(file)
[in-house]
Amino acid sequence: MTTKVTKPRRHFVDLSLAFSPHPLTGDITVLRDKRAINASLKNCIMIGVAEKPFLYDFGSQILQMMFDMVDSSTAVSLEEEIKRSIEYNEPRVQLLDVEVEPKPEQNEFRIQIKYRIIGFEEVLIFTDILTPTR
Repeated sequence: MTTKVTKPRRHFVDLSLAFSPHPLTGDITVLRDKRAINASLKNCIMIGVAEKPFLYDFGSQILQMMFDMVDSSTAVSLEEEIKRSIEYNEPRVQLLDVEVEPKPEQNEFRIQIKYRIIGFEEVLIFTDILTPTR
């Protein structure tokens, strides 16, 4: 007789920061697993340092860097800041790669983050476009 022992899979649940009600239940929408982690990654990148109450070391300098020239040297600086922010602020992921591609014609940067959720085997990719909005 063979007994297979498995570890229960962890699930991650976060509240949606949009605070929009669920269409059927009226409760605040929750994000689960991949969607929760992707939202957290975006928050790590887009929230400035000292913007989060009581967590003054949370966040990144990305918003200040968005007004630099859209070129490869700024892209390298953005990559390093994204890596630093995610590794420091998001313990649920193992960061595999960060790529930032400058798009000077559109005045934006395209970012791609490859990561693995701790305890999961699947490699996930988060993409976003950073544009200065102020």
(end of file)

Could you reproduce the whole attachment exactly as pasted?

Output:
[in-house]
Amino acid sequence: MTTKVTKPRRHFVDLSLAFSPHPLTGDITVLRDKRAINASLKNCIMIGVAEKPFLYDFGSQILQMMFDMVDSSTAVSLEEEIKRSIEYNEPRVQLLDVEVEPKPEQNEFRIQIKYRIIGFEEVLIFTDILTPTR
Repeated sequence: MTTKVTKPRRHFVDLSLAFSPHPLTGDITVLRDKRAINASLKNCIMIGVAEKPFLYDFGSQILQMMFDMVDSSTAVSLEEEIKRSIEYNEPRVQLLDVEVEPKPEQNEFRIQIKYRIIGFEEVLIFTDILTPTR
């Protein structure tokens, strides 16, 4: 007789920061697993340092860097800041790669983050476009 022992899979649940009600239940929408982690990654990148109450070391300098020239040297600086922010602020992921591609014609940067959720085997990719909005 063979007994297979498995570890229960962890699930991650976060509240949606949009605070929009669920269409059927009226409760605040929750994000689960991949969607929760992707939202957290975006928050790590887009929230400035000292913007989060009581967590003054949370966040990144990305918003200040968005007004630099859209070129490869700024892209390298953005990559390093994204890596630093995610590794420091998001313990649920193992960061595999960060790529930032400058798009000077559109005045934006395209970012791609490859990561693995701790305890999961699947490699996930988060993409976003950073544009200065102020």